We are not aware of studies that report the effect of helminthes on immunity for other diseases but we suppose that they may increase the risk of infection due to other microorganisms. We also agree that to break the cycle of this type of parasites, sanitation is not sufficient to control them, it should be accompanied by deworming and educations programs that reduce the risk of people exposed to wastewater and sludge.

With respect to Cholera, the agent responsible of this disease is a bacterium that is not as resistant as helminthes to conventional treatment processes, however, if the infection is not treated on time it may cause death. On the other hand, Ebola is a disease that we are not familiar with and thus would not like to emit an uninformed opinion.

Best regards,
Water Treatment and Reuse Team, UNAM
Instituto de Ingeniería (Engineering Institute)
Universidad Nacional Autónoma de México, Mexico City.

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Re: Software to identify and quantify pathogenic helminth eggs (University Universidad Nacional Autónoma de México (UNAM), Mexico)

Thanks Blanca. That half of humanity is infected with Helminth worms says to me that this the is by far our largest single public health problem. But so little awareness and discussion. It isn't killing people off (obviously this is the nature of parasites to keep their hosts alive) but it is preventing these individuals from having normal healthy lives. It also is an indicator that we don't have control over this group of parasites including the transfer vectors from food, water, air, contact, etc. With this level of exposure what then are the possible impacts of other pathogens that may become present in sanitation, water and food systems? The resistance of populations to withstand epidemics must be lower with this widespread burden level of parasites. What research group in Mexico is looking at the synergistic effects?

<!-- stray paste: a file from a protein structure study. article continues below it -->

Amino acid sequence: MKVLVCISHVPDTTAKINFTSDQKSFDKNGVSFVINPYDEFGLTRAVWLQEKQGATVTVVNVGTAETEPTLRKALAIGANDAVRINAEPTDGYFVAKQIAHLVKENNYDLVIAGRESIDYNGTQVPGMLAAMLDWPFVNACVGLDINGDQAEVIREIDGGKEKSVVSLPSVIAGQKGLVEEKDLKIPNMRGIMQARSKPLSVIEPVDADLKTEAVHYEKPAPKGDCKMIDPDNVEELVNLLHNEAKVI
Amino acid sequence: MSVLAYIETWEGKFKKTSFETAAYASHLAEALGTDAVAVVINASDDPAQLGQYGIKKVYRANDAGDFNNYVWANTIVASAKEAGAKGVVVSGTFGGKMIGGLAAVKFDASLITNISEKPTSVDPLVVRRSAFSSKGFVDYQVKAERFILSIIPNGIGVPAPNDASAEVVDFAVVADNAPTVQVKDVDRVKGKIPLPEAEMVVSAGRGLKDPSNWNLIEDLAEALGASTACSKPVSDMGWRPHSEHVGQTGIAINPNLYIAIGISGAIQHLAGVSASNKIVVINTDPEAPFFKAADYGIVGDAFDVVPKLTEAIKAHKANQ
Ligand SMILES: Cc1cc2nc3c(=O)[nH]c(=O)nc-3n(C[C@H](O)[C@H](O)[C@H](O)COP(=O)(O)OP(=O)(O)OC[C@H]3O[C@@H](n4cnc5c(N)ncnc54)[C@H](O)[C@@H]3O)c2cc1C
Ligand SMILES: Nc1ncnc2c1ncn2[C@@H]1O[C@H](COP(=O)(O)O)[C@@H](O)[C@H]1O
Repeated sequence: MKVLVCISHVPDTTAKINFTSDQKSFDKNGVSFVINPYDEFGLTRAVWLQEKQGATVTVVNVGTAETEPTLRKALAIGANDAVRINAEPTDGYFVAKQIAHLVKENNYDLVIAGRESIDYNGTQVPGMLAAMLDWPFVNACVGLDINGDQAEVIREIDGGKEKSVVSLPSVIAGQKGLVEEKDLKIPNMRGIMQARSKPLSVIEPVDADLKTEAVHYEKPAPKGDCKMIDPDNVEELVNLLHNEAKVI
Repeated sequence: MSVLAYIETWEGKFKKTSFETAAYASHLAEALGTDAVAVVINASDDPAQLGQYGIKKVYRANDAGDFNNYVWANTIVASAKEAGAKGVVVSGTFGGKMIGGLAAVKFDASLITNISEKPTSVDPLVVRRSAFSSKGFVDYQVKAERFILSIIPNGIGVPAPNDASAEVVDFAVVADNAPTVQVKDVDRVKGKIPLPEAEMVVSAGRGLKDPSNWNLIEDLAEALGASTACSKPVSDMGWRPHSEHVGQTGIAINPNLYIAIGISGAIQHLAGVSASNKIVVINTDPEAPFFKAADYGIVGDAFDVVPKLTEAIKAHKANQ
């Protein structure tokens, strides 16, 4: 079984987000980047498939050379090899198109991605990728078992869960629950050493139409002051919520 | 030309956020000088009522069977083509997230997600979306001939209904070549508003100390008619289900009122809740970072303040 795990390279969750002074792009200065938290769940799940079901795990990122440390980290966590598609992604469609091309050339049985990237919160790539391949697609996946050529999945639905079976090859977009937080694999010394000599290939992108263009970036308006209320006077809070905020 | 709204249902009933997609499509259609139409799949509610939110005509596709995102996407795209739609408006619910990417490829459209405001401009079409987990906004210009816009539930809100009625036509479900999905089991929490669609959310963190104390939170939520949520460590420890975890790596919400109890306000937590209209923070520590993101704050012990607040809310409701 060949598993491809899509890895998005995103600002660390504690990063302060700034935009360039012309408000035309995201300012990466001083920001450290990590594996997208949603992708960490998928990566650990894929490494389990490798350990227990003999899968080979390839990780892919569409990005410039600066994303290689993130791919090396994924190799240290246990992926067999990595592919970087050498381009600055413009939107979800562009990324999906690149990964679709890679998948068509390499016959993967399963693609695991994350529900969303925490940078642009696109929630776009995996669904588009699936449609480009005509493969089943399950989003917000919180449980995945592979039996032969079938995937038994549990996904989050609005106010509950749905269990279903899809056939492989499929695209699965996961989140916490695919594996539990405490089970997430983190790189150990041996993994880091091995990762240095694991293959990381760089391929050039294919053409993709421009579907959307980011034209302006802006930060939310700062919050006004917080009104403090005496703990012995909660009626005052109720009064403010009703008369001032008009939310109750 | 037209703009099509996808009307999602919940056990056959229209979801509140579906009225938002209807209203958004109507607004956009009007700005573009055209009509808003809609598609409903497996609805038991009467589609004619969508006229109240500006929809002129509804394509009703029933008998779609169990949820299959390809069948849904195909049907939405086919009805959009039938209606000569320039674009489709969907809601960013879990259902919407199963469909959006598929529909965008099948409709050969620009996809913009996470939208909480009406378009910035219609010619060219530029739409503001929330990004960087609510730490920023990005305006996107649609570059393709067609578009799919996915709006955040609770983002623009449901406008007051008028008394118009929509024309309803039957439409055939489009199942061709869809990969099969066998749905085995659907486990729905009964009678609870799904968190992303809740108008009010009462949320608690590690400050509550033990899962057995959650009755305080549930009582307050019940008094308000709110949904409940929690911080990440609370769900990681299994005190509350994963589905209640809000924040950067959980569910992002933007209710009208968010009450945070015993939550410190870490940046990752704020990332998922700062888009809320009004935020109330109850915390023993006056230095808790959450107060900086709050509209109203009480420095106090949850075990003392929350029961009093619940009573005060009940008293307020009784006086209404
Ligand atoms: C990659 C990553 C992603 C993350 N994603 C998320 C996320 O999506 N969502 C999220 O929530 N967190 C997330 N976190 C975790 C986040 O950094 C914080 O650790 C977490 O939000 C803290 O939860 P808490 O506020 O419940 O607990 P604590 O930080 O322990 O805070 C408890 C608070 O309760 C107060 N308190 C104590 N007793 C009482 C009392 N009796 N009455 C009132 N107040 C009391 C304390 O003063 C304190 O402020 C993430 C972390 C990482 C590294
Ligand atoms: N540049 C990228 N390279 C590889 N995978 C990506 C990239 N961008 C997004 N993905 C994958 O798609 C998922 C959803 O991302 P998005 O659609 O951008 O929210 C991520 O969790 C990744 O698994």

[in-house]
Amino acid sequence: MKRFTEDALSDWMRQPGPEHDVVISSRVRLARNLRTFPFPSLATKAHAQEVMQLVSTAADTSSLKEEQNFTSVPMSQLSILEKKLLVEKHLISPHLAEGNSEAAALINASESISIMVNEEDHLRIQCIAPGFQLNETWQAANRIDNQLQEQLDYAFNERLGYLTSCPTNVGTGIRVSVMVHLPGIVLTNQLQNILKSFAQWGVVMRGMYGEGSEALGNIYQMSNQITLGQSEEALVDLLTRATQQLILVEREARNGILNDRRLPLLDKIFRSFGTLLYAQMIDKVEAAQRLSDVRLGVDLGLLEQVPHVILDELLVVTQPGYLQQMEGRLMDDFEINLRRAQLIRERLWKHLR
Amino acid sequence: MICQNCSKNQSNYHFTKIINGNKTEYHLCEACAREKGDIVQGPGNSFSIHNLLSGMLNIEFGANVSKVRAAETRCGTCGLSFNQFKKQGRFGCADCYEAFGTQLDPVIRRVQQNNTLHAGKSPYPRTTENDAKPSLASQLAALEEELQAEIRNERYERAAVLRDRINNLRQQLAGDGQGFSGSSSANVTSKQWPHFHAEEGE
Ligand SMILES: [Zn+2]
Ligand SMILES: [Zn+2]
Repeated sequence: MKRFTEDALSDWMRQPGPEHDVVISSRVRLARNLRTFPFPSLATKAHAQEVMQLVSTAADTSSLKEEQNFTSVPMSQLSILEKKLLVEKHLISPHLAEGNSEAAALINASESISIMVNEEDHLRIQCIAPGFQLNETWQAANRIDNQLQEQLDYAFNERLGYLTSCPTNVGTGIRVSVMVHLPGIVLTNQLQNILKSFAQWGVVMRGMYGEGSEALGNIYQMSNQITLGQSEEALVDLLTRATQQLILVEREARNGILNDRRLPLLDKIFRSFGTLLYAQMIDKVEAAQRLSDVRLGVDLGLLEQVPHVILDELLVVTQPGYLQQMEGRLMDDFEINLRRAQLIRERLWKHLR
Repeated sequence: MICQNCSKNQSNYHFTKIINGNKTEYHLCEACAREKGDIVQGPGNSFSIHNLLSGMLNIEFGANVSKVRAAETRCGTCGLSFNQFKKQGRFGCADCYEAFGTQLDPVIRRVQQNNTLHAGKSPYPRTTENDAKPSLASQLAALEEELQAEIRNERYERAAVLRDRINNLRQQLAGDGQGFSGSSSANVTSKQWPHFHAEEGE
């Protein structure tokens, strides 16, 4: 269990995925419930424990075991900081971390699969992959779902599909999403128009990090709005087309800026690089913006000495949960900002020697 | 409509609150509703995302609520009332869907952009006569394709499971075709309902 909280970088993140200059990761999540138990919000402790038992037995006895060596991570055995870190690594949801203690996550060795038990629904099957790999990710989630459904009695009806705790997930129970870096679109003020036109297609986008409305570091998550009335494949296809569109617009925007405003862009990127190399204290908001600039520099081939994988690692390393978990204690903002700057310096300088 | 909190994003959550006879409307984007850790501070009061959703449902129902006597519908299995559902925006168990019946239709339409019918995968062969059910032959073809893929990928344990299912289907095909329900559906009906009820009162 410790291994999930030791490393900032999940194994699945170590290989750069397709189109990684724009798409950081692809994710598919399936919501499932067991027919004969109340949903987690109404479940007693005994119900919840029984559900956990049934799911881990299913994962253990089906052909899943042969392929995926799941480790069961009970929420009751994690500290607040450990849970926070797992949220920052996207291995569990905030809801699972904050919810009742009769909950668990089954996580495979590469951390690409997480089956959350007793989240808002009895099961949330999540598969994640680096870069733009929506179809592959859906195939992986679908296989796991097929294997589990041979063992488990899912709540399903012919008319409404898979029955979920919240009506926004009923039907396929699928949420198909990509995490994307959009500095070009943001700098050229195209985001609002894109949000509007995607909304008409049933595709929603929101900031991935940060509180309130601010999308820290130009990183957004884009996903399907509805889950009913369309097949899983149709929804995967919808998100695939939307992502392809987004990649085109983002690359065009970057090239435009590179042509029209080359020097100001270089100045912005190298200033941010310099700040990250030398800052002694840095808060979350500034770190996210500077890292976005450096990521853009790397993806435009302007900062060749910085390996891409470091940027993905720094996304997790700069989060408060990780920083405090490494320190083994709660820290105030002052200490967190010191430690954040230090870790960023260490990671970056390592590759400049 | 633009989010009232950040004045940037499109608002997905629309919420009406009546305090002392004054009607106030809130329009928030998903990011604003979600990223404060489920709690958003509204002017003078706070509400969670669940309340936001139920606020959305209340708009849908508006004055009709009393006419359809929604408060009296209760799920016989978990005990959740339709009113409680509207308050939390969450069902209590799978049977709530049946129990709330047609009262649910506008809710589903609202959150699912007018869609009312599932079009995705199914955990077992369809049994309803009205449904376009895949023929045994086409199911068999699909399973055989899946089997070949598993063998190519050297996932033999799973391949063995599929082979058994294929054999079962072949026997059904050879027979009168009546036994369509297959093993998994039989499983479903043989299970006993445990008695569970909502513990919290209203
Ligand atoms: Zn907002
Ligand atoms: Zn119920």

When it comes to deworming a community, this is much more than a challenge for medical doctors. All the "other" vectors and sources need to be covered including soil surfaces, yards, toilets, septic tanks, sewer pipes, etc. So practices like open defecation, dumping of collected faecal sludge in open areas and ditches and discharge of untreated wastewater, septage and sewerage are all suspected vectors of transmission.

Add pathogens like Cholera to these rather "open" systems and the risk of widespread epidemics can be explained. What then are the risks of Ebola spreading among members of communities knowing how dysfunctional these systems are.
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Re: Software to identify and quantify pathogenic helminth eggs (University Universidad Nacional Autónoma de México (UNAM), Mexico)

Hello Arno,

You have reason about the 5 million, this does not correct, the "precise" number is 3,500 million (3.5 billion).

We included a table with information about this number of worldwide´s infections by helminthiases.

In this moment we are working with the validation of the final system.

Regards and thanks for your note.

WTR Team

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Re: Software to identify and quantify pathogenic helminth eggs (University Universidad Nacional Autónoma de México (UNAM), Mexico)

Hello Blanca
Thanks for the news on automated image analysis of Helminth eggs and the Perez Sanchez thesis. Is this method now being used routinely in Mexico?

I noticed in your article from 2009 "Helminth ova control in wastewater and sludge for advanced and conventional sanitation" (www2.gtz.de/Dokumente/oe44/ecosan/en-hel...-wastewater-2007.pdf) you write that there are some 5 million people with Helminth infections. How does this compare with the estimated number by WHO which is so much higher at 2 billion. www.who.int/mediacentre/factsheets/fs366/en/ Could be you were referring to Ascaris only?

My thesis is that hygiene and treatment of faeces remain so poor across the developing world that this monster has just kept growing for the past 50 years even with some concerted deworming programmes. This is by far the single most widespread public health problem dwarfing all others.

Easier and automated monitoring may help lead to more measurements to better determine risk. Hopefully this will motivate communities to push for more stringent sanitation and hygiene.
Arno Rosemarin PhD